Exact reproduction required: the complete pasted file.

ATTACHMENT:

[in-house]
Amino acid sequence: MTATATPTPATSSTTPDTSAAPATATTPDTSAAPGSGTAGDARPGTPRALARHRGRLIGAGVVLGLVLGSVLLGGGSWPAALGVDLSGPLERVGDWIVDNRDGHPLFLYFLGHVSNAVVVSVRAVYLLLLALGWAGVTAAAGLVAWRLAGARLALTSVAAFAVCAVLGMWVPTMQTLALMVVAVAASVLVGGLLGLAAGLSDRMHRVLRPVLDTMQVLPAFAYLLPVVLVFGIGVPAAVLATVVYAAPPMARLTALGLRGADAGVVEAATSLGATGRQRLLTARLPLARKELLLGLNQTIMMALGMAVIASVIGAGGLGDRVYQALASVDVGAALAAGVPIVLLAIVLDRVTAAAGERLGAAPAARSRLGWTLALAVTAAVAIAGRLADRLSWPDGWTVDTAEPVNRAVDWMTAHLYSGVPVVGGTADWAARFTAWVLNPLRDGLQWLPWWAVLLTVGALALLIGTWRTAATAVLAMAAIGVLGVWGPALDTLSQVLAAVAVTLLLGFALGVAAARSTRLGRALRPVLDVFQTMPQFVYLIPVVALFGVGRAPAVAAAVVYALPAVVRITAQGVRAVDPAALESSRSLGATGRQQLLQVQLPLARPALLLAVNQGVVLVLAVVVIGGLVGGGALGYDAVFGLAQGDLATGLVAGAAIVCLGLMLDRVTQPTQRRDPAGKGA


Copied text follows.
[in-house]
Amino acid sequence: MTATATPTPATSSTTPDTSAAPATATTPDTSAAPGSGTAGDARPGTPRALARHRGRLIGAGVVLGLVLGSVLLGGGSWPAALGVDLSGPLERVGDWIVDNRDGHPLFLYFLGHVSNAVVVSVRAVYLLLLALGWAGVTAAAGLVAWRLAGARLALTSVAAFAVCAVLGMWVPTMQTLALMVVAVAASVLVGGLLGLAAGLSDRMHRVLRPVLDTMQVLPAFAYLLPVVLVFGIGVPAAVLATVVYAAPPMARLTALGLRGADAGVVEAATSLGATGRQRLLTARLPLARKELLLGLNQTIMMALGMAVIASVIGAGGLGDRVYQALASVDVGAALAAGVPIVLLAIVLDRVTAAAGERLGAAPAARSRLGWTLALAVTAAVAIAGRLADRLSWPDGWTVDTAEPVNRAVDWMTAHLYSGVPVVGGTADWAARFTAWVLNPLRDGLQWLPWWAVLLTVGALALLIGTWRTAATAVLAMAAIGVLGVWGPALDTLSQVLAAVAVTLLLGFALGVAAARSTRLGRALRPVLDVFQTMPQFVYLIPVVALFGVGRAPAVAAAVVYALPAVVRITAQGVRAVDPAALESSRSLGATGRQQLLQVQLPLARPALLLAVNQGVVLVLAVVVIGGLVGGGALGYDAVFGLAQGDLATGLVAGAAIVCLGLMLDRVTQPTQRRDPAGKGA